(Photo: Unsplash)

Business

Newton BIA pitching ‘entrepreneurial hub’ to Surrey council

Business group aims to activate vacant or underutilized space for entrepreneurs to create and test ideas

Newton BIA hopes to establish an “entrepreneurial hub” in that community’s town centre where “social and economic initiatives are born, tested and incubated.”

The business group’s vision is to lower barriers for startups and encourage “youth, newcomers and others to start mission-driven ventures that benefit the Newton community.”

Philip Aguirre, the group’s executive director, is presenting the idea to Surrey council on May 13 and hopes to secure city funding to support the project.

In all, it’s expected the project’s three-year pilot program will cost $86,500. With the BIA kicking in $6,500 and partners so far committing $15,000, another $65,000 to get it off the ground.

“It’s definitely bold,” said Aguirre of the vision. “But we’ve never been shy at the Newton BIA from doing bold projects that are a lot of work. We like to produce here and we want to ensure we are always pushing to the maximum to achieve great things for the community of Newton.”

Aguirre said he believes the Newton Town Centre needs more “unique, independent, small business,” noting 98 per cent of all businesses in B.C. are small businesses, which provide 43 per cent of all employment in the province.

“People don’t drive or shop or identify with communities because of large box stores of large chains,” he added. “They identify with communities for those unique businesses that are on brand, that share their values. The Newton BIA wants to create and promote more of those types of establishments to improve the quality of life for individuals, the brand of Newton itself.”

See also: What might have been in Newton: BIA calls for ‘refreshed plans’ after LRT nixed

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(Newton BIA Director Philip Aguirre, inside the area’s tallest building. Photo: Amy Reid)

Aguirre’s vision is to create this “hub” that houses or supports 15 to 30 young entrepreneurs in partnership with SFU, KPU and DIVERSECity.

But how will it work?

First, the BIA plans to engage with the community in “celebrating entreprenurship” with a Newt Fest on July 27. At this event, which will double as a “kickoff party,” the BIA will put a call out to local entrepreneurs to come to the event to learn more about the project, to showcase their business or even try to sell their product.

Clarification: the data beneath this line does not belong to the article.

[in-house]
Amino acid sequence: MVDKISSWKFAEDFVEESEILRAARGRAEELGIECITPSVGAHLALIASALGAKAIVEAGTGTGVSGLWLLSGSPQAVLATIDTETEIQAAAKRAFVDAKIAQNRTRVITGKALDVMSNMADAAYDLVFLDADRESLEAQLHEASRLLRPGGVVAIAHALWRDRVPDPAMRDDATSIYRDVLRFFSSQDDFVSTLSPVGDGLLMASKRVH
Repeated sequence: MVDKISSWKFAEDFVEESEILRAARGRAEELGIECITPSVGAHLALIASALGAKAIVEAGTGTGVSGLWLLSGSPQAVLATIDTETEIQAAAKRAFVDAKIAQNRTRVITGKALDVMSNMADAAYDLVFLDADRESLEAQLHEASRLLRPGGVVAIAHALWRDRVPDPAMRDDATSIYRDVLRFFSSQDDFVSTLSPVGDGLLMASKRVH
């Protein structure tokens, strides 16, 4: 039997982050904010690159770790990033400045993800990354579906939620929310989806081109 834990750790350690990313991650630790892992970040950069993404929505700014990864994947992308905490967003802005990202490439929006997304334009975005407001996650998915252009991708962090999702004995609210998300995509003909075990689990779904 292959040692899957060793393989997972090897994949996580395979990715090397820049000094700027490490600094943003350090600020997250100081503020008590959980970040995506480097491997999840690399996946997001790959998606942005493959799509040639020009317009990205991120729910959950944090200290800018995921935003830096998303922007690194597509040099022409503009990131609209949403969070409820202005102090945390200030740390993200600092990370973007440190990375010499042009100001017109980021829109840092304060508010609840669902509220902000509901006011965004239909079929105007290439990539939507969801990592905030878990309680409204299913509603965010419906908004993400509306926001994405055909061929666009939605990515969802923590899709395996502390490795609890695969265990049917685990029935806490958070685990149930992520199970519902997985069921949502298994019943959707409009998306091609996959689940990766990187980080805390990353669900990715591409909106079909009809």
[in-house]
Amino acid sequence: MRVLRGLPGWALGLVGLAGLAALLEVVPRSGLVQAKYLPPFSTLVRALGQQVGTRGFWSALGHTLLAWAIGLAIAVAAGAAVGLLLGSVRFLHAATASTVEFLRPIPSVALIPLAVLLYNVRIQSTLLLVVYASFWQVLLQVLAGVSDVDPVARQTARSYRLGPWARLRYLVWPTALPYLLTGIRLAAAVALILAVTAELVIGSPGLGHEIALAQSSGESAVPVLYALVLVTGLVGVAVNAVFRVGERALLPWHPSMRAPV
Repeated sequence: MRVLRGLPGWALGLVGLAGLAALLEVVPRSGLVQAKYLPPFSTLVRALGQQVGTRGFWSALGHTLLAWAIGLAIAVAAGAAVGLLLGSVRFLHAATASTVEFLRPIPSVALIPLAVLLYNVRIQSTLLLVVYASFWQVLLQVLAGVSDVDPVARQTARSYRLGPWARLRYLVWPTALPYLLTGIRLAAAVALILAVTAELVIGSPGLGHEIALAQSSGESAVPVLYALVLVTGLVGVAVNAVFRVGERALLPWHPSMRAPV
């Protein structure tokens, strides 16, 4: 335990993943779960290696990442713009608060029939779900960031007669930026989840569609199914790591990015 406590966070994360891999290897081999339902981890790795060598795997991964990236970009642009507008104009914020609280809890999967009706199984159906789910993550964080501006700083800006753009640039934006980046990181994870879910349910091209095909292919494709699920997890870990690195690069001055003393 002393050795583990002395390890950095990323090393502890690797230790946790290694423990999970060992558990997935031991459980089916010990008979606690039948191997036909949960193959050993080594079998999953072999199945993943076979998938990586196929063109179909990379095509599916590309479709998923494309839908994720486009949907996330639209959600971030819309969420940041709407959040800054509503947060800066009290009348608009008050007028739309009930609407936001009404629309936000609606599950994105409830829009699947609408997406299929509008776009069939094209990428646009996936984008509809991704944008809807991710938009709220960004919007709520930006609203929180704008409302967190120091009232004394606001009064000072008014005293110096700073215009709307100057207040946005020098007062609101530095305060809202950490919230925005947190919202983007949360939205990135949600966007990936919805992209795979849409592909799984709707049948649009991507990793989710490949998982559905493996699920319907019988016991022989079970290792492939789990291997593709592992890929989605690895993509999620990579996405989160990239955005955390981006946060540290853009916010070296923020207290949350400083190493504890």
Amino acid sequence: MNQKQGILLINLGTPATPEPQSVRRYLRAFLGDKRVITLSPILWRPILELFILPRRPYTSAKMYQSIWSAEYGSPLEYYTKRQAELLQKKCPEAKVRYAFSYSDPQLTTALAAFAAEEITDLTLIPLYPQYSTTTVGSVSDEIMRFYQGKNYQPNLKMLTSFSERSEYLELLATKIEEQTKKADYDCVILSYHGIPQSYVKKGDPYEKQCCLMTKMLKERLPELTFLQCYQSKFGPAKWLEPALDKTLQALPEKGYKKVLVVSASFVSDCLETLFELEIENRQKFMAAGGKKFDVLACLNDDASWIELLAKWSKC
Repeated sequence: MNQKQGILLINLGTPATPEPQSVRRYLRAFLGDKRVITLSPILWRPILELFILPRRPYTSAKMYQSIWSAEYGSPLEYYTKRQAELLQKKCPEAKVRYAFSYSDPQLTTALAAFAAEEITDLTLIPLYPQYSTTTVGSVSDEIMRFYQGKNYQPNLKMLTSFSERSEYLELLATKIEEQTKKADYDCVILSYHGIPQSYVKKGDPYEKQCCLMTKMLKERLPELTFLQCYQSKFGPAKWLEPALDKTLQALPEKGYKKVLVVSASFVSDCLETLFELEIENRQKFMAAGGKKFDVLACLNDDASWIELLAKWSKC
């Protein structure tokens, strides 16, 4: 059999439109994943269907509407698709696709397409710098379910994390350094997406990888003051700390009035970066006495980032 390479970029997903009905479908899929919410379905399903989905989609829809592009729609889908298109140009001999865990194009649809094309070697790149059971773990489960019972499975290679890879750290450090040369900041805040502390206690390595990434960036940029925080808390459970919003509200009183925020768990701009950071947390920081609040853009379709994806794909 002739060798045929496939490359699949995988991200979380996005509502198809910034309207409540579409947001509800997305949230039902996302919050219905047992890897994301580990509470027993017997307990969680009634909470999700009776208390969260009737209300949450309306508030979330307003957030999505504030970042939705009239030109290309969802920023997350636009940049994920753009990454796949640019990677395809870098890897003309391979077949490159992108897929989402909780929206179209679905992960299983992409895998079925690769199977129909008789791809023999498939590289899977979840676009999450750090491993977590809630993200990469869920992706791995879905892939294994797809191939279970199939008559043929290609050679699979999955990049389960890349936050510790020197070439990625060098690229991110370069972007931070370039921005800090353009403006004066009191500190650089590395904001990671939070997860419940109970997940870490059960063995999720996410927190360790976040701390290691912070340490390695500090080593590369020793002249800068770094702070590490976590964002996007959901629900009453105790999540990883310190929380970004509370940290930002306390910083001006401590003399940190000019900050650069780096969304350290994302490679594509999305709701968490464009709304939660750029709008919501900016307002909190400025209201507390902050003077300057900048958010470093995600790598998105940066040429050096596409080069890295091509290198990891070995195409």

This will happen in the “Newton Mural Laneway” that’s been growing with the BIA commissioning a total of nine murals to date, one that’s being painted this week.

After the festival, the BIA would “activate” vacant or underutilized space to support new business ventures and social enterprises.

That space would ideally be in the range of 2,000 to 4,000 square feet, and offer support and service for entrepreneurs. Some startups would have physical presence in the space, while others would simply have access to its resources, and the Newont BIA would also move in.

“We would then surround these inspiring entrepreneurs with services to ensure the have a higher level of success,” he said. “We’re also going to reduce barriers to entry, so there will be no rent, phone or internet costs. It’s 2019, it’s tight out there, and to put your whole life savings, parents’ mortgage on the line to start your dream is a barrier. It curtails a lot of new small businesses. We want to help the massively young population of Surrey create new, vibrant businesses.”

It will also “lower barriers and risks for startups, and encourage youth, newcomers, mothers with young children and others to start mission-driven ventures that benefit the Newton community.”

See also: Drop in crime, increase in ‘vibrancy’ celebrated by Newton BIA

See also: Newton BIA unveils an ambitious 20-year plan

Aguirre hopes the business case for the project will be completed this fall, with opening planned for the spring of 2020 as a three-year pilot program.

“We want to tap into the power of the community and invite city, residents and partners to share their ideas, expertise and resources to make this a truly collective effort,” the Newton BIA’s presentation to council notes, highlighting the fact that Newton is home to 25 per cent of all jobs in Surrey, and 33 per cent of businesses.

“Newton’s diverse population and active business network provide an excellent foundation for a safe and vibrant ‘town heart’ with unique qualities that cannot be found anywhere else,” the document notes. “Today, however, Newton lacks the amenities and investment to show for its large population. Newton Town Centre has many vacant storefronts, inefficient land use, aging infrastructure, limited gathering places, a hurting brand, insufficient transportation and a lack of appropriate spaces for local startups.

“While Newton’s rapid growth brings positive energy, it also makes our systemic problems more visible,” it adds. “Our initiative is to leverage Newton’s unique cultural qualities and the strength of its business community to turn these challenges into opportunities.”



amy.reid@surreynowleader.com

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